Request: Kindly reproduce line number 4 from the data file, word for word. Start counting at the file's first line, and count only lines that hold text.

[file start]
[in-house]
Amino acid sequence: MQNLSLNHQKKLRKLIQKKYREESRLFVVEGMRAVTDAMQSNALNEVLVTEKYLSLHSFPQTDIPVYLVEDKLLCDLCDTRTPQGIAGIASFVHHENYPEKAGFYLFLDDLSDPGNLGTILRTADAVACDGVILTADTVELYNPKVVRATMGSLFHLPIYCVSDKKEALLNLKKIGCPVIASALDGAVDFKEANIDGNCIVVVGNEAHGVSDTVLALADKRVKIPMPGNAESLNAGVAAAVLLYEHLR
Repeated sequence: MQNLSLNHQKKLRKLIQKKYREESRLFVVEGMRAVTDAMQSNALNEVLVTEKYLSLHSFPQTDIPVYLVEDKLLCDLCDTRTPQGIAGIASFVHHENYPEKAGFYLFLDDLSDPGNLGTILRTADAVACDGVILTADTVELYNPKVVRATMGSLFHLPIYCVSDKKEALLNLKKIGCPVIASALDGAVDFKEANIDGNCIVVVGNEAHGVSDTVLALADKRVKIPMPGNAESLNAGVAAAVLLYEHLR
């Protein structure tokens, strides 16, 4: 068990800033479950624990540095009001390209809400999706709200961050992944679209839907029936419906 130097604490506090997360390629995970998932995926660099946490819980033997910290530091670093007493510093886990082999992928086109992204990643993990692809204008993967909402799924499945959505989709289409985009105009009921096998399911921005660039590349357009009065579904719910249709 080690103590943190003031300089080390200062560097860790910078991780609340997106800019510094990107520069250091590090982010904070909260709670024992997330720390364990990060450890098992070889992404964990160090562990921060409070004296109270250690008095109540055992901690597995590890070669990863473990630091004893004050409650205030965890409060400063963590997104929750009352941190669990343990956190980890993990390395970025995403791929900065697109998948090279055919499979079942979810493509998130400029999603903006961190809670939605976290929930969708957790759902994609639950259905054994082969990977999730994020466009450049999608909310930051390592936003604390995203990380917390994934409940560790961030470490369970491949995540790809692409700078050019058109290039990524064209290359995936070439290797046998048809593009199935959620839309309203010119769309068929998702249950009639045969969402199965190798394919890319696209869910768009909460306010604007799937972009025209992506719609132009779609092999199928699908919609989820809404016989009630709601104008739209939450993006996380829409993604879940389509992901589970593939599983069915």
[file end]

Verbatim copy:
């Protein structure tokens, strides 16, 4: 068990800033479950624990540095009001390209809400999706709200961050992944679209839907029936419906 130097604490506090997360390629995970998932995926660099946490819980033997910290530091670093007493510093886990082999992928086109992204990643993990692809204008993967909402799924499945959505989709289409985009105009009921096998399911921005660039590349357009009065579904719910249709 080690103590943190003031300089080390200062560097860790910078991780609340997106800019510094990107520069250091590090982010904070909260709670024992997330720390364990990060450890098992070889992404964990160090562990921060409070004296109270250690008095109540055992901690597995590890070669990863473990630091004893004050409650205030965890409060400063963590997104929750009352941190669990343990956190980890993990390395970025995403791929900065697109998948090279055919499979079942979810493509998130400029999603903006961190809670939605976290929930969708957790759902994609639950259905054994082969990977999730994020466009450049999608909310930051390592936003604390995203990380917390994934409940560790961030470490369970491949995540790809692409700078050019058109290039990524064209290359995936070439290797046998048809593009199935959620839309309203010119769309068929998702249950009639045969969402199965190798394919890319696209869910768009909460306010604007799937972009025209992506719609132009779609092999199928699908919609989820809404016989009630709601104008739209939450993006996380829409993604879940389509992901589970593939599983069915």